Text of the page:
Man's emotional reunion with SAS lifesaver
William Hoare was walking along Kenmore Street, Aberfeldy, when he collapsed. Four local children passing by, who had been on a Save a Life Scotland course, saw William in trouble. The kids who attended were Ewan Weber, Alastair Leighton, Scott Logan and Alexander McDougall.
The children recognised he was in cardiac arrest and called for an ambulance immediately. A traffic warden, who was also a first aider, then commenced CPR. A passer-by phoned Johnny Will, Clinical Effectiveness Lead for SAS and he was backed up by three other responders soon after.
The assistance William received highlights the importance of the Chain of Survival - early intervention, early CPR, early defibrillation, and post-resuscitation care – in the event of an Out of Hospital Cardiac Arrest.
Recalling the incident, which happened in the summer of 2020, William said: “I remember absolutely nothing of the day of my cardiac arrest and nothing until six days later when I found myself in Perth Royal Infirmary in a ‘normal’ ward.
"That six-day gap had been filled with fitting of a stent, sedation, ventilation, my talking of much rubbish I’m told, time in ICU, and change of hospital. I was home after a further eight days or so having lost a lot of weight/muscle, with poor balance, very breathless, and food often not staying down. But my wife and my GP worked wonders.
“Nine months later, I was pretty much back to pre-arrest condition. And now, after a further nine months, I’m brisk walking one or two miles a day. Hills are much steeper than they used to be, but I’m enjoying life and the beautiful world around me.
"I still win most of my share of competitive puzzles played with my wife so, in my view, my brain is relatively undamaged. I feel myself a very lucky man, thanks to everyone along the pathway from street collapse to now.
“I was delighted to meet up with Johnny, quite by chance, having understood from someone else’s conversation that he was a paramedic living locally. It was an emotional meeting I was pleased happened.”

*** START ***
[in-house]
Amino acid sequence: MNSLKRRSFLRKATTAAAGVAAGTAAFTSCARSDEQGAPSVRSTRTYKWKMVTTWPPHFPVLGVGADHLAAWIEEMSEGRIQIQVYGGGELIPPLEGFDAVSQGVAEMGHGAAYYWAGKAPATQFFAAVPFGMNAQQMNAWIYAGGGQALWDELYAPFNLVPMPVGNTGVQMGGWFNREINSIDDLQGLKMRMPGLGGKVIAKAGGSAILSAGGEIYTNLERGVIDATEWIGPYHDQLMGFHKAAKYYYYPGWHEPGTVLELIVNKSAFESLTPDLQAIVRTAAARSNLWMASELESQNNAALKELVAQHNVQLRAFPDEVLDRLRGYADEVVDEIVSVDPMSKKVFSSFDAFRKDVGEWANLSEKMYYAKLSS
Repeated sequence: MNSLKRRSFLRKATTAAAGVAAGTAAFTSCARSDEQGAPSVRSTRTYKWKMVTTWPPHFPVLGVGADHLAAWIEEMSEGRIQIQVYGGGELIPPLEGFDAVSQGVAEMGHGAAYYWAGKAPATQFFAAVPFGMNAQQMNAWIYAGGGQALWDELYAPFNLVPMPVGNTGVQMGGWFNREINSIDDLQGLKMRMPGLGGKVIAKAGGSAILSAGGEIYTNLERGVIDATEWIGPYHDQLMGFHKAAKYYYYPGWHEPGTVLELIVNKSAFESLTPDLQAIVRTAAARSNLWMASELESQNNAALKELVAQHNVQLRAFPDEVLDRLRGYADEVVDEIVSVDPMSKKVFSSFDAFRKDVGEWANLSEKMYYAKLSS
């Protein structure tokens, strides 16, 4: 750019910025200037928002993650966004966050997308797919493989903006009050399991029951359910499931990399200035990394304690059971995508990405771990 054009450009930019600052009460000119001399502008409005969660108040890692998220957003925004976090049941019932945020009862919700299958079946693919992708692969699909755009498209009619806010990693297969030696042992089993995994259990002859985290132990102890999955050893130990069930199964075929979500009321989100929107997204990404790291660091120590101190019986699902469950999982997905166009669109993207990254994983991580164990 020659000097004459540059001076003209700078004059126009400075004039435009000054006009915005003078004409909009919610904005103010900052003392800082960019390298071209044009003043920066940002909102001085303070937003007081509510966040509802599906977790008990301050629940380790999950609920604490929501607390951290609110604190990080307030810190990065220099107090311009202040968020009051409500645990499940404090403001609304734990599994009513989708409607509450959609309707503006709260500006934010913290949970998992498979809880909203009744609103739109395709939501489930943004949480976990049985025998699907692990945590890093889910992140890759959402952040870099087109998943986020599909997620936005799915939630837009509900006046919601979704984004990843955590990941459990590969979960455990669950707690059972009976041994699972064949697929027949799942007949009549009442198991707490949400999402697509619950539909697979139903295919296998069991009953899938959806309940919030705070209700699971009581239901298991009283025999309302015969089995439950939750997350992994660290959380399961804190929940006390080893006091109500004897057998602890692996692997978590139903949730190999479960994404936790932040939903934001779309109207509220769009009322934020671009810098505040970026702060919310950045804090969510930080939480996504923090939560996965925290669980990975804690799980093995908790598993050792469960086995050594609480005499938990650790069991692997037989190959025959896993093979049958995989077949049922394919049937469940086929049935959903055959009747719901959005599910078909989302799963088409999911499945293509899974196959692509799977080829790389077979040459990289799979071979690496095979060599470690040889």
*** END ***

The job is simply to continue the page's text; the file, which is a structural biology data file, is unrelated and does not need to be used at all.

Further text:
Speaking of the incident Johnny said, after being alerted by the passer-by, he “ran to the fire station”, adding: “This is where the nearest community defibrillator is located and I was on scene delivering the first shock within 6 minutes.”
Trainee Advanced Practitioner David Jones, of Pitlochry, was next on scene and between him and Johnny, they managed to achieve a stable return of spontaneous circulation (ROSC).
Johnny added: “We were then backed up by paramedics Bob Ballantine and Kevin Thomas, of Pitlochry Station, who took over care of the patient and conveyed him to hospital where he made a full recovery with no neurological deficit.”
Of the meeting, Johnny said he was at the Aberfeldy Christmas market last year raising money for Tayside Mountain Rescue when “this gentleman approached me”.
Johnny explained: “He said ‘are you the Paramedic who resuscitated me on Kenmore Street 18 months ago?’. I said ‘my goodness you look better than the last time I saw you’ and he gave me the most heartfelt thank you with tears in his eyes. This was an incredible chain of survival story.”
Posted on 10/02/2022